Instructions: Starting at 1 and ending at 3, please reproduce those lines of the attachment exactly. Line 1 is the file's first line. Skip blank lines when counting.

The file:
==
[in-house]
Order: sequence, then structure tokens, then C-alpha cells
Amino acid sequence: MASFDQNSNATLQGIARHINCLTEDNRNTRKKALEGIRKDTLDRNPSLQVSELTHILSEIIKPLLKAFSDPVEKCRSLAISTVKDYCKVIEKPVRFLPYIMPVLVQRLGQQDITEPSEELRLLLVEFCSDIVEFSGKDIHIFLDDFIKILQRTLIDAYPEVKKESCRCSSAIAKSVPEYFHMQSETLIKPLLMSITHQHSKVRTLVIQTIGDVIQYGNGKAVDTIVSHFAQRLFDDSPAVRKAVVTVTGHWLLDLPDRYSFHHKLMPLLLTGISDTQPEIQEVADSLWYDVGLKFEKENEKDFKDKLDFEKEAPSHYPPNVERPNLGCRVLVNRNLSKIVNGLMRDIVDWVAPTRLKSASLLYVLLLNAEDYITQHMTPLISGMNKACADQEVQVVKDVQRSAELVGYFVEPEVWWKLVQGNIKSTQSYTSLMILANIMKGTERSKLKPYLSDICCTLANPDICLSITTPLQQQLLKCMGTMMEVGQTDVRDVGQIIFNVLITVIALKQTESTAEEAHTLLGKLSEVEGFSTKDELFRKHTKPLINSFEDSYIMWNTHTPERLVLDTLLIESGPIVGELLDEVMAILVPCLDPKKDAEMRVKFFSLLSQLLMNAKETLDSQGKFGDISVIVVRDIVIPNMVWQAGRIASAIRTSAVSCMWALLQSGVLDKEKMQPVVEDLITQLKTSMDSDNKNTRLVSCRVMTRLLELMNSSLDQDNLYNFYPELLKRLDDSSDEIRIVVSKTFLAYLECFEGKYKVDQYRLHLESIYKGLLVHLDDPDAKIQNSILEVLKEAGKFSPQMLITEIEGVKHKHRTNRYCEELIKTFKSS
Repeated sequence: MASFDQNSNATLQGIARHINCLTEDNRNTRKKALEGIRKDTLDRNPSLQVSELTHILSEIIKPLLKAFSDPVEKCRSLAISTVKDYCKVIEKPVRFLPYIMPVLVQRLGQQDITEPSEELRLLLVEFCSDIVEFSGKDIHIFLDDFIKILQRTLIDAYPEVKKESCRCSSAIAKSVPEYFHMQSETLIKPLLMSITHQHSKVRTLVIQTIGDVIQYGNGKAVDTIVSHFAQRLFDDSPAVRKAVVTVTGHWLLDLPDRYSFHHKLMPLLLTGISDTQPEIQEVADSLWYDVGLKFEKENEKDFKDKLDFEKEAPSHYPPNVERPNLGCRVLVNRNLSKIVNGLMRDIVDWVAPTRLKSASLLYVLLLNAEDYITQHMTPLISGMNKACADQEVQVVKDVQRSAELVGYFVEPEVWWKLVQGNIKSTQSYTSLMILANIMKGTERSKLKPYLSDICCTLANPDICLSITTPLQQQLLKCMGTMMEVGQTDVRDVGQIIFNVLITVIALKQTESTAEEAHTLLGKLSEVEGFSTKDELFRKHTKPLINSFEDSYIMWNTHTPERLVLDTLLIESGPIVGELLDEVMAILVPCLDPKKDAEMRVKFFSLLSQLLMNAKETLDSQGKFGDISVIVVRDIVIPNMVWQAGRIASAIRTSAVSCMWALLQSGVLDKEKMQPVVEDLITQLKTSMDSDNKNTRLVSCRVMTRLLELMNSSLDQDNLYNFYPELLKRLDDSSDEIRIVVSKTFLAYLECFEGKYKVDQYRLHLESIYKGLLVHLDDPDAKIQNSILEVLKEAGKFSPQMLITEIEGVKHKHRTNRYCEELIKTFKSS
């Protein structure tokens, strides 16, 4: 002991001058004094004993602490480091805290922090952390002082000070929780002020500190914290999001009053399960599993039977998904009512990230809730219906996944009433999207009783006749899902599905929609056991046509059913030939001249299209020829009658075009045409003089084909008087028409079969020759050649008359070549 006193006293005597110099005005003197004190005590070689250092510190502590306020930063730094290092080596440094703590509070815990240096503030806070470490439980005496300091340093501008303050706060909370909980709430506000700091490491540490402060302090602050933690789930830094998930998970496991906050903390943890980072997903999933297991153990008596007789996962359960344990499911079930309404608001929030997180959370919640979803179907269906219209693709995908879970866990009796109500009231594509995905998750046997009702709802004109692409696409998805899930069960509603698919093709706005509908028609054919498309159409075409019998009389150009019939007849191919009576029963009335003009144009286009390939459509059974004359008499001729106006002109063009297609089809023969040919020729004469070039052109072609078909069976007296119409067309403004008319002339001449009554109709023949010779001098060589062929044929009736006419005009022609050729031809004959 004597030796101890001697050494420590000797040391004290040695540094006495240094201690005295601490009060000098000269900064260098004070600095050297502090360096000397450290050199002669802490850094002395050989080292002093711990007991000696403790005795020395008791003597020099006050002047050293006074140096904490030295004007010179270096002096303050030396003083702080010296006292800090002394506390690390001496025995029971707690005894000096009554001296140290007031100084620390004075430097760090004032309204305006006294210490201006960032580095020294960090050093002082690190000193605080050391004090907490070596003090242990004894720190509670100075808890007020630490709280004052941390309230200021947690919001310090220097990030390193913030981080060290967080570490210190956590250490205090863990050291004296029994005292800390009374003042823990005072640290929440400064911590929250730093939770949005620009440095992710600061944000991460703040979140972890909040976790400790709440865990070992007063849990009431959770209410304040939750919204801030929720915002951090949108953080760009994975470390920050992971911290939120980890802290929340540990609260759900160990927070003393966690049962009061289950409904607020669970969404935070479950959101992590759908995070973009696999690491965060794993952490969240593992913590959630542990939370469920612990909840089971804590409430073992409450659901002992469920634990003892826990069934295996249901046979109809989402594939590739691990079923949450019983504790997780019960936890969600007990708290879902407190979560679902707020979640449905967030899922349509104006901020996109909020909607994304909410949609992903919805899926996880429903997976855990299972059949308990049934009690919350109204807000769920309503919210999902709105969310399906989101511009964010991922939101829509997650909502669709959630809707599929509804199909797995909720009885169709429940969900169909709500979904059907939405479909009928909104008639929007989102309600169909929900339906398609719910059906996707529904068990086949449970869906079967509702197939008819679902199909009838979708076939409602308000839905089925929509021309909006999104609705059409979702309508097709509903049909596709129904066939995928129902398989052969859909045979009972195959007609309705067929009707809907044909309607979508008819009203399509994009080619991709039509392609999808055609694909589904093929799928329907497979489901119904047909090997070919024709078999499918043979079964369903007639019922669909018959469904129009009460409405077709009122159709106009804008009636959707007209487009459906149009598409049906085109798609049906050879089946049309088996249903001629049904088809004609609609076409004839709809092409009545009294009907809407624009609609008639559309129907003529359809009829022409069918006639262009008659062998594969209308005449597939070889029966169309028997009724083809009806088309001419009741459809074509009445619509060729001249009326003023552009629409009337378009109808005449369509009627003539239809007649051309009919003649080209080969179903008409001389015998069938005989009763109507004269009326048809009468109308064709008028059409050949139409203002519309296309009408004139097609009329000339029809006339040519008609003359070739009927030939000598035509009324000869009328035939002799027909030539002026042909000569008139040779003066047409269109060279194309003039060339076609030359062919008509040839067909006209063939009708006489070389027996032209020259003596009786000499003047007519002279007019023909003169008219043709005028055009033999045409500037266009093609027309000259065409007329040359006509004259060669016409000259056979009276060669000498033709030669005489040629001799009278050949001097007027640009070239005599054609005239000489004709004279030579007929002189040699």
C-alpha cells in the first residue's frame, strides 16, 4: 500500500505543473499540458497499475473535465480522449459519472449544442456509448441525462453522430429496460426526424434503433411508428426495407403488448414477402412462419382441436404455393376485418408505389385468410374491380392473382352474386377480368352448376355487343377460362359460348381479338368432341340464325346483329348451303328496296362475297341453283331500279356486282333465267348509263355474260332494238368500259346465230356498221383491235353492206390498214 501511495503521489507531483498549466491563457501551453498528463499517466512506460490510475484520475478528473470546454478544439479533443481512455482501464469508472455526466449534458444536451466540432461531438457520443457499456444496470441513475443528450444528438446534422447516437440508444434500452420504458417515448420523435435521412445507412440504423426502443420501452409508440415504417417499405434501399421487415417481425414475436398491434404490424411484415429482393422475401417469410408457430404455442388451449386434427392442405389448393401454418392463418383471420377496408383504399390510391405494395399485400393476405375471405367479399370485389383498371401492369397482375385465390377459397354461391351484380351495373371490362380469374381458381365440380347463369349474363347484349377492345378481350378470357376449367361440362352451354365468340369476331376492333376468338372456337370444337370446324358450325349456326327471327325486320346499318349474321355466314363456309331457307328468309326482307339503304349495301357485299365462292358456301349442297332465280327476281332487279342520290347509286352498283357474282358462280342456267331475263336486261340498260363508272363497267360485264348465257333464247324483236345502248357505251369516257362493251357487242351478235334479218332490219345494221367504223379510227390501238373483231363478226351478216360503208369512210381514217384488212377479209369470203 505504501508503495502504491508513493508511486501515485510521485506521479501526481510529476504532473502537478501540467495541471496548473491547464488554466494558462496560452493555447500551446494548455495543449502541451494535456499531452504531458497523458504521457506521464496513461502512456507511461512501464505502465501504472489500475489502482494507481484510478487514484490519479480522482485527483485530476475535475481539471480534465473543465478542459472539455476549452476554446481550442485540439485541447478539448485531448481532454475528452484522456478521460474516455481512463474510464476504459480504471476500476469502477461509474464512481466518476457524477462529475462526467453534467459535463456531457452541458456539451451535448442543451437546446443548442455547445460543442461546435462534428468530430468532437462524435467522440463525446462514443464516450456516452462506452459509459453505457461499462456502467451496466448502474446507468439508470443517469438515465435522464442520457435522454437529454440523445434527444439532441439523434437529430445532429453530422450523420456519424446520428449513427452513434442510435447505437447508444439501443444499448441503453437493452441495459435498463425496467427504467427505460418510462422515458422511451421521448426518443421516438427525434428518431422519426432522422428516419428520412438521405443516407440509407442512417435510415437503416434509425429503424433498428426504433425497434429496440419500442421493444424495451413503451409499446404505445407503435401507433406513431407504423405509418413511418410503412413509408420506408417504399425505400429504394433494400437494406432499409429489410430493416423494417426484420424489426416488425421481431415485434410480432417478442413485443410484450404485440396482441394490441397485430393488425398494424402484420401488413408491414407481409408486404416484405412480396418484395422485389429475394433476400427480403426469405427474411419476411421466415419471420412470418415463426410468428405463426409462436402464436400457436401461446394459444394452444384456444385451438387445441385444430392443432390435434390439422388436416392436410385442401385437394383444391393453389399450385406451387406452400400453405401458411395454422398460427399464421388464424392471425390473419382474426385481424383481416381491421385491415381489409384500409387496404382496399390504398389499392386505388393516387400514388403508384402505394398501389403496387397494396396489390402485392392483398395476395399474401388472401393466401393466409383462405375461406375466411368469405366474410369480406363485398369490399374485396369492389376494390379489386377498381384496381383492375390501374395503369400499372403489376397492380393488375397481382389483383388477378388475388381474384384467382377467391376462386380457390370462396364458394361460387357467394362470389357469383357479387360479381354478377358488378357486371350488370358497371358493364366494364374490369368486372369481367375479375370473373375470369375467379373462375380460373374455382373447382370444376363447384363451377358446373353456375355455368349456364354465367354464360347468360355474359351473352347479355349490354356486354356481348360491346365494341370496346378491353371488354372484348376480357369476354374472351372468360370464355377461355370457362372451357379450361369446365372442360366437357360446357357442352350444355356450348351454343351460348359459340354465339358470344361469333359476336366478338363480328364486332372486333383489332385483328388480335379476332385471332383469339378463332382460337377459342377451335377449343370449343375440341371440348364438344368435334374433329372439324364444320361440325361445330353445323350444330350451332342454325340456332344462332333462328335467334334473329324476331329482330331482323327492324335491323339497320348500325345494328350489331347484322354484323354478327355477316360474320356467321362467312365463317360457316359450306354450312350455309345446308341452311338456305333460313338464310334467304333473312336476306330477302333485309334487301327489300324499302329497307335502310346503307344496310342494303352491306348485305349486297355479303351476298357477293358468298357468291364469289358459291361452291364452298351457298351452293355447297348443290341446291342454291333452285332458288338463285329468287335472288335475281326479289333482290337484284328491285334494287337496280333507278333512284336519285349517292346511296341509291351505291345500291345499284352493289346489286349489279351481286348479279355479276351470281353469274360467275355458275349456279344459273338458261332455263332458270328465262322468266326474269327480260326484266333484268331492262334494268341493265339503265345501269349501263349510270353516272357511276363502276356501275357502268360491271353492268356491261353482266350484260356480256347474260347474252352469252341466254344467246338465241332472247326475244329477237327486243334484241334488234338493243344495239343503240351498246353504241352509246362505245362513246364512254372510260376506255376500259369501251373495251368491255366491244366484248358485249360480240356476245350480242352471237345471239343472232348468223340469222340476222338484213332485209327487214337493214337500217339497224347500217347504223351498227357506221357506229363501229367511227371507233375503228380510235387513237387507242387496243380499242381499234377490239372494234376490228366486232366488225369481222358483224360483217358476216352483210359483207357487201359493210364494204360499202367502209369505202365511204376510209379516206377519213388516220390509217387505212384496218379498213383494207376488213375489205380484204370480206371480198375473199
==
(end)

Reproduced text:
[in-house]
Order: sequence, then structure tokens, then C-alpha cells
Amino acid sequence: MASFDQNSNATLQGIARHINCLTEDNRNTRKKALEGIRKDTLDRNPSLQVSELTHILSEIIKPLLKAFSDPVEKCRSLAISTVKDYCKVIEKPVRFLPYIMPVLVQRLGQQDITEPSEELRLLLVEFCSDIVEFSGKDIHIFLDDFIKILQRTLIDAYPEVKKESCRCSSAIAKSVPEYFHMQSETLIKPLLMSITHQHSKVRTLVIQTIGDVIQYGNGKAVDTIVSHFAQRLFDDSPAVRKAVVTVTGHWLLDLPDRYSFHHKLMPLLLTGISDTQPEIQEVADSLWYDVGLKFEKENEKDFKDKLDFEKEAPSHYPPNVERPNLGCRVLVNRNLSKIVNGLMRDIVDWVAPTRLKSASLLYVLLLNAEDYITQHMTPLISGMNKACADQEVQVVKDVQRSAELVGYFVEPEVWWKLVQGNIKSTQSYTSLMILANIMKGTERSKLKPYLSDICCTLANPDICLSITTPLQQQLLKCMGTMMEVGQTDVRDVGQIIFNVLITVIALKQTESTAEEAHTLLGKLSEVEGFSTKDELFRKHTKPLINSFEDSYIMWNTHTPERLVLDTLLIESGPIVGELLDEVMAILVPCLDPKKDAEMRVKFFSLLSQLLMNAKETLDSQGKFGDISVIVVRDIVIPNMVWQAGRIASAIRTSAVSCMWALLQSGVLDKEKMQPVVEDLITQLKTSMDSDNKNTRLVSCRVMTRLLELMNSSLDQDNLYNFYPELLKRLDDSSDEIRIVVSKTFLAYLECFEGKYKVDQYRLHLESIYKGLLVHLDDPDAKIQNSILEVLKEAGKFSPQMLITEIEGVKHKHRTNRYCEELIKTFKSS